Jeremy also succeeded in setting up anconfiguration-free gateway between Serval Mesh phones and a free SIPto PSTN service that is running at the conference, and left somevoice mail on my cell phone to prove it.
We also had some interesting contactwith several businesses that may be able to make use of ourtechnology.
Much credit must go to Jeremy forgetting the software together, and engaging in many of theconversations that have enabled us to have such a successful time atLCA so far. Also Rob Thomas has been a tireless advocate of Servalat LCA and elsewhere, and together with Jeremy have helped manypeople to install our software on their phones at the conference thisyear.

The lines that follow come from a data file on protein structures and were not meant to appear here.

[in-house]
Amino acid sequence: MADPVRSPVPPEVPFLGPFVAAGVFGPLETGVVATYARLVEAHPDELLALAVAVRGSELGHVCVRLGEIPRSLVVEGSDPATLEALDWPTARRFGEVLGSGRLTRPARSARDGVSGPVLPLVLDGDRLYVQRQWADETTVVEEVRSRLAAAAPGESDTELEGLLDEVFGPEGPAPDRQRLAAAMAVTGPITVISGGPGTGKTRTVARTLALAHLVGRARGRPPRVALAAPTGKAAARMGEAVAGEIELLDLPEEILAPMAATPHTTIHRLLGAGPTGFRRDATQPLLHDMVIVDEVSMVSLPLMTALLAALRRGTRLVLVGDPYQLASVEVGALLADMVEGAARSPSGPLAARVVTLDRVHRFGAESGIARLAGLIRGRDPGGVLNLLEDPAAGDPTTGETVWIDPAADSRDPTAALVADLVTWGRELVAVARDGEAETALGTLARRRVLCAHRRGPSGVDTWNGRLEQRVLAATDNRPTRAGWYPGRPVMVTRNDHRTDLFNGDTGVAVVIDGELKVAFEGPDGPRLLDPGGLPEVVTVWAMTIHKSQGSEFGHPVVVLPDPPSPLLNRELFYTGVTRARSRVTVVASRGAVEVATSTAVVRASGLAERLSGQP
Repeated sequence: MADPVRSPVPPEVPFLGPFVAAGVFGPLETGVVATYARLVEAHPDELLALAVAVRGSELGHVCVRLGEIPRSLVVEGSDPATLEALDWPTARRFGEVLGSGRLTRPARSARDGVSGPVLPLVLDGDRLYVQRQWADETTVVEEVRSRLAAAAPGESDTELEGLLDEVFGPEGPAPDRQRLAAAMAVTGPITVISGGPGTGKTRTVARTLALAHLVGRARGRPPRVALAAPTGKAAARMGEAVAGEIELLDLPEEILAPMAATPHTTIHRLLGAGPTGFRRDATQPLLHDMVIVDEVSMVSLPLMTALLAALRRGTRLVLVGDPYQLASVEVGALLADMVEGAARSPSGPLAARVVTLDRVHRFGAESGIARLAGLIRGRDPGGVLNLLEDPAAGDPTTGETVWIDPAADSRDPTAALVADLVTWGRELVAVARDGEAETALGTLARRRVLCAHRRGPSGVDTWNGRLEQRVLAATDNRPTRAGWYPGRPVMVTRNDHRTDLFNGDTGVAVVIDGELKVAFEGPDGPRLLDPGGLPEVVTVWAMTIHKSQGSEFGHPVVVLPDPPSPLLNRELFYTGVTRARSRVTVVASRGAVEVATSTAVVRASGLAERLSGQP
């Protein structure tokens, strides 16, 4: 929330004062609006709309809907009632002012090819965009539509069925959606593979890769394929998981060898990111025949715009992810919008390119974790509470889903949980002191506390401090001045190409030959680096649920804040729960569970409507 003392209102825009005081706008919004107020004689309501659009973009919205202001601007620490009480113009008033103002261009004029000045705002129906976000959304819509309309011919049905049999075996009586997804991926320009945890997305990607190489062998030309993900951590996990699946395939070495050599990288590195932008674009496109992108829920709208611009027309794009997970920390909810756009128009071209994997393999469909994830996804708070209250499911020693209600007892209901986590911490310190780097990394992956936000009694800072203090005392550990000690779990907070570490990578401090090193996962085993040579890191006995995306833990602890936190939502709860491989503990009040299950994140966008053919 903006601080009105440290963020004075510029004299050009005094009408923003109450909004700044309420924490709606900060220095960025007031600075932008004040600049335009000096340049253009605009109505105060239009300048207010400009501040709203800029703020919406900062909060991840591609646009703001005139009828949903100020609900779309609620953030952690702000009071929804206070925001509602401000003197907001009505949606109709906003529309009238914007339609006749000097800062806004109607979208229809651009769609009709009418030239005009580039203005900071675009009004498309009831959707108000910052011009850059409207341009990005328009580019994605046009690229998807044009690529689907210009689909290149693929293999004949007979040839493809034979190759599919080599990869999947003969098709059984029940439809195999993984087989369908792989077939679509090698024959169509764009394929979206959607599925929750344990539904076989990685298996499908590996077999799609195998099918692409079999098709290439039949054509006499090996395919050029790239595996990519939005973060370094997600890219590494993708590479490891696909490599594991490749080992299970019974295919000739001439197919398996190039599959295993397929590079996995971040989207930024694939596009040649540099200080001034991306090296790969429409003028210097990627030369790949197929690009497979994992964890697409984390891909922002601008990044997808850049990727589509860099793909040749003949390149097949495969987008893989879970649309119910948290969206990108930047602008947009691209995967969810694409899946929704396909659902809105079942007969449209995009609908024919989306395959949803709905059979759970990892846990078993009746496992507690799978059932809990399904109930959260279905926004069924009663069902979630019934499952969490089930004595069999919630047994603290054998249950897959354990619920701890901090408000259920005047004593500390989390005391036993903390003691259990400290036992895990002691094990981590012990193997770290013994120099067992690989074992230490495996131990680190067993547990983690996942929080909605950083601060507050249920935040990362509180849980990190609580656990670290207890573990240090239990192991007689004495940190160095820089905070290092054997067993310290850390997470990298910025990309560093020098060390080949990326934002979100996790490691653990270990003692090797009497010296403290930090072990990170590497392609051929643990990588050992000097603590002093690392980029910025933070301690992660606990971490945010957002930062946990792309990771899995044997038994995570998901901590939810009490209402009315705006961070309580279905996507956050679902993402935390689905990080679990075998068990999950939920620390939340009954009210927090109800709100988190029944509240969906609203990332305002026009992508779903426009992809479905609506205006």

Thus, while I was not expecting toattend LCA this year, I am very glad that I managed to get there.